**1 *518 This is a dispute about a dog, specifically a female whippet named Isis. Plaintiff adopted Isis from the Oregon Humane Society in April 2013, when she was two months old. Isis lived with plaintiff and his family in Portland until approximately summer 2014, when they moved to Florida on short notice. Plaintiff asked his longtime best friend, Rich, who lived in Portland, to keep Isis until plaintiff got settled in Florida. Rich agreed. Plaintiff and Rich understood that Rich was taking care of Isis for plaintiff, who continued to be her owner, and that plaintiff would eventually return for her. Defendant, who is Rich's ex-girlfriend, had a different understanding. In her view, Isis belonged to Rich, Rich abandoned Isis, and Isis thereby became defendant's property.
In July 2016, plaintiff filed an action for replevin against defendant. Plaintiff asserted that he was the rightful owner of Isis and requested her immediate return. Plaintiff had difficulty locating defendant to serve the complaint but eventually, in December 2016, succeeded in serving her. In her answer to the complaint, defendant denied the allegations, raised various affirmative defenses, and pled two counterclaims. Only the first counterclaim—for a declaratory judgment—is relevant here. Defendant alleged, in support of her counterclaim, that plaintiff had gifted the dog to Rich, who abandoned the dog, at which time defendant became its lawful owner. Defendant requested a declaration that she was the “true sole owner” of the dog and that she was entitled, among other things, to physical possession of the dog.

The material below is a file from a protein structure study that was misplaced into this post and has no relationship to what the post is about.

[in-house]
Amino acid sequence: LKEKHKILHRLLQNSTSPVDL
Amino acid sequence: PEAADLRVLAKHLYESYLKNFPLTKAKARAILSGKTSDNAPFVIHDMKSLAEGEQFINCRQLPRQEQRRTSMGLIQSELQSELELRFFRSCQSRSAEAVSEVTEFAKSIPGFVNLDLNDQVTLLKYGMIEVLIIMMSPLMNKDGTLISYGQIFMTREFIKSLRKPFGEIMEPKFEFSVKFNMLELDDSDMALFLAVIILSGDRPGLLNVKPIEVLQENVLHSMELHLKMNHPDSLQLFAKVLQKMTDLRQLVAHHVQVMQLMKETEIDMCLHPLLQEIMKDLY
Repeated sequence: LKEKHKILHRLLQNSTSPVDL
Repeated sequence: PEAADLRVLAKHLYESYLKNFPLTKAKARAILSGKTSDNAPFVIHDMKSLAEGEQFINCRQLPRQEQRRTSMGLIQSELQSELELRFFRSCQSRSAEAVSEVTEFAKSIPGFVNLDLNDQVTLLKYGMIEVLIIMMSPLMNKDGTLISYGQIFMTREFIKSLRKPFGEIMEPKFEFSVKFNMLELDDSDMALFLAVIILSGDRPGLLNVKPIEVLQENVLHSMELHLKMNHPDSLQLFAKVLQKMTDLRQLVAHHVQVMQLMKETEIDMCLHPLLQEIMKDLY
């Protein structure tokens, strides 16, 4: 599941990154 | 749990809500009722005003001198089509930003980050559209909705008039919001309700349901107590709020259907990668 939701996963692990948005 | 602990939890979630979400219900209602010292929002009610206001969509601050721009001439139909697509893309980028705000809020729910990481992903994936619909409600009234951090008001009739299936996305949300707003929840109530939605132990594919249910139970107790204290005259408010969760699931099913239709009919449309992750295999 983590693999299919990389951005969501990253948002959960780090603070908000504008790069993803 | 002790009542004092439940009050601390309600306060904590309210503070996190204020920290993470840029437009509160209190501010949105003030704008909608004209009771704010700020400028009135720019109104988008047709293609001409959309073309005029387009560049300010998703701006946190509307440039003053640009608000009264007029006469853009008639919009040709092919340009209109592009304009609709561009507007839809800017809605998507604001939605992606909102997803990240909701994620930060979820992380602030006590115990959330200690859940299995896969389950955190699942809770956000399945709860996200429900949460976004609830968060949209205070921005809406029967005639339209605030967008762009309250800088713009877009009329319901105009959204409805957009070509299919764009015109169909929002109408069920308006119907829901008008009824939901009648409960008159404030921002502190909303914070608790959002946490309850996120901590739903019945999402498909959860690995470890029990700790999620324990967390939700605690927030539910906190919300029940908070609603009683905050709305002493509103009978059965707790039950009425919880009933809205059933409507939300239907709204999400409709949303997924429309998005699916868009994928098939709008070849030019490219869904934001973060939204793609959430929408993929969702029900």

The court held a bench trial in May. At the start of the trial, defendant challenged the procedural propriety of plaintiff's replevin claim and argued that her own declaratory-judgment counterclaim was the only claim properly before the court. Plaintiff disagreed with defendant's procedural argument but also questioned whether it mattered given that the court would have to decide the counterclaim in any event: “[A]t the end of the day, does it really matter, because if you decide ownership of the dog under the dec[laratory] action, and if you decide that she doesn't own the dog and *519 he does, then the process would be to get the dog back.” The court did not directly address the procedural issue regarding the replevin claim, stating only, “Why don't we just do the facts. And I'll figure out who is going to get the dog.”
The sole subject of the trial was who lawfully owned the dog. Plaintiff argued and put on evidence that he was the lawful owner, which included both plaintiff and Rich testifying that the dog had always belonged to plaintiff and that Rich was only watching the dog for plaintiff until he got settled in Florida. Conversely, defendant argued and put on evidence that she was the lawful owner, based on her theory that the dog belonged to Rich and that Rich had abandoned the dog to her care while she and Rich were dating.
The trial court found in plaintiff's favor. It explained that the evidence was insufficient to establish that plaintiff had gifted the dog to Rich or had abandoned the dog in the legal sense. As such, the court ruled, the dog remained the legal property of plaintiff. The court concluded, “The declaration is that [plaintiff] has a higher legal right[.] *** And so I'm declaring that the owner is still the owner, [plaintiff,] even though [defendant] might think he's a piece of work.” The court told plaintiff “[y]ou win” and directed plaintiff to draft an order for the court.
**2 Defendant appeals, raising a single assignment of error, in which she again challenges the procedural propriety of the replevin claim. Specifically, defendant asserts that the trial court erred “by granting replevin to plaintiff on his sole claim of replevin where no replevin petition was filed under ORCP 83 A, no bond was posted under ORCP 82 A(4), and no provisional process hearing was held in compliance with the civil procedures governing the remedy of replevin.” The gravamen of defendant's argument is that, under modern law, the only way to obtain replevin is to follow the procedures in ORCP 83 A, which plaintiff did not do.